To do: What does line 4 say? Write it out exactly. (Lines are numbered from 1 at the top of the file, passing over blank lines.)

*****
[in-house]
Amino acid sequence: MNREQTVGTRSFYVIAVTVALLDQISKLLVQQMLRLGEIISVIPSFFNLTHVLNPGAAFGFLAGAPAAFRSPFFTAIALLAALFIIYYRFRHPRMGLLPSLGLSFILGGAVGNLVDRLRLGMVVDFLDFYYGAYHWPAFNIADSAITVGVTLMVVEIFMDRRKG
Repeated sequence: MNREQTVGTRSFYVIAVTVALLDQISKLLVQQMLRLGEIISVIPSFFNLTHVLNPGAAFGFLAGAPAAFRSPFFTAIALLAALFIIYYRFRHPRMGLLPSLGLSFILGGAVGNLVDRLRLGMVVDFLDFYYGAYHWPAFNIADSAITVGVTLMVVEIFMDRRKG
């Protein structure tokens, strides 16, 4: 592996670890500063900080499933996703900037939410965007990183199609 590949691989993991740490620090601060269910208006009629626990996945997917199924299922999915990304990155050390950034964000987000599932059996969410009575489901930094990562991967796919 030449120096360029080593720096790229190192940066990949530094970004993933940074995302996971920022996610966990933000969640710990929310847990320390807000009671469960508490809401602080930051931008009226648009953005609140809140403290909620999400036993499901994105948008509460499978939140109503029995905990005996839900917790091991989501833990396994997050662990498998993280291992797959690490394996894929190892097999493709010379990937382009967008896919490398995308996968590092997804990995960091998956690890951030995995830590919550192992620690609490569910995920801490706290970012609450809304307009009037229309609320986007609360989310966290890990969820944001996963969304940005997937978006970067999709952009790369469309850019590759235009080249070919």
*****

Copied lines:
């Protein structure tokens, strides 16, 4: 592996670890500063900080499933996703900037939410965007990183199609 590949691989993991740490620090601060269910208006009629626990996945997917199924299922999915990304990155050390950034964000987000599932059996969410009575489901930094990562991967796919 030449120096360029080593720096790229190192940066990949530094970004993933940074995302996971920022996610966990933000969640710990929310847990320390807000009671469960508490809401602080930051931008009226648009953005609140809140403290909620999400036993499901994105948008509460499978939140109503029995905990005996839900917790091991989501833990396994997050662990498998993280291992797959690490394996894929190892097999493709010379990937382009967008896919490398995308996968590092997804990995960091998956690890951030995995830590919550192992620690609490569910995920801490706290970012609450809304307009009037229309609320986007609360989310966290890990969820944001996963969304940005997937978006970067999709952009790369469309850019590759235009080249070919």